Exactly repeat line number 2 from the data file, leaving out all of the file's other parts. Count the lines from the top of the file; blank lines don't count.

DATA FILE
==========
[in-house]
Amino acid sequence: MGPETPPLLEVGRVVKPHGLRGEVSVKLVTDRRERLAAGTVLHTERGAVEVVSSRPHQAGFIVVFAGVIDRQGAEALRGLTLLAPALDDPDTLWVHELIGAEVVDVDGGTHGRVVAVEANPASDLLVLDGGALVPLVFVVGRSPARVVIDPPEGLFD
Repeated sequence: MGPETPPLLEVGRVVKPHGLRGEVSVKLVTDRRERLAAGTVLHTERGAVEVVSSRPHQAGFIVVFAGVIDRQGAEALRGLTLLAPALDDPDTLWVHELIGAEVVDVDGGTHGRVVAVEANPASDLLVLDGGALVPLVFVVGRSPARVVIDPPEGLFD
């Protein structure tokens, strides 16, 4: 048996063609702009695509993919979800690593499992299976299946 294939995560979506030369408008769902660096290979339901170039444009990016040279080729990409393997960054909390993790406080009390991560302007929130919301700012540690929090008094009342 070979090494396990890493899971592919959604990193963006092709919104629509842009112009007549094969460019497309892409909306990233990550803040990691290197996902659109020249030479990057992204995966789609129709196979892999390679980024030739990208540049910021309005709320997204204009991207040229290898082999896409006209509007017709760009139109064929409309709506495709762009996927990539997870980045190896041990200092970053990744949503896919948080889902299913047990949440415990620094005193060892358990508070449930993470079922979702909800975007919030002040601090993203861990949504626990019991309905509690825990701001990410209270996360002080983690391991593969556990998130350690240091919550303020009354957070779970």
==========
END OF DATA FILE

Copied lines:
Amino acid sequence: MGPETPPLLEVGRVVKPHGLRGEVSVKLVTDRRERLAAGTVLHTERGAVEVVSSRPHQAGFIVVFAGVIDRQGAEALRGLTLLAPALDDPDTLWVHELIGAEVVDVDGGTHGRVVAVEANPASDLLVLDGGALVPLVFVVGRSPARVVIDPPEGLFD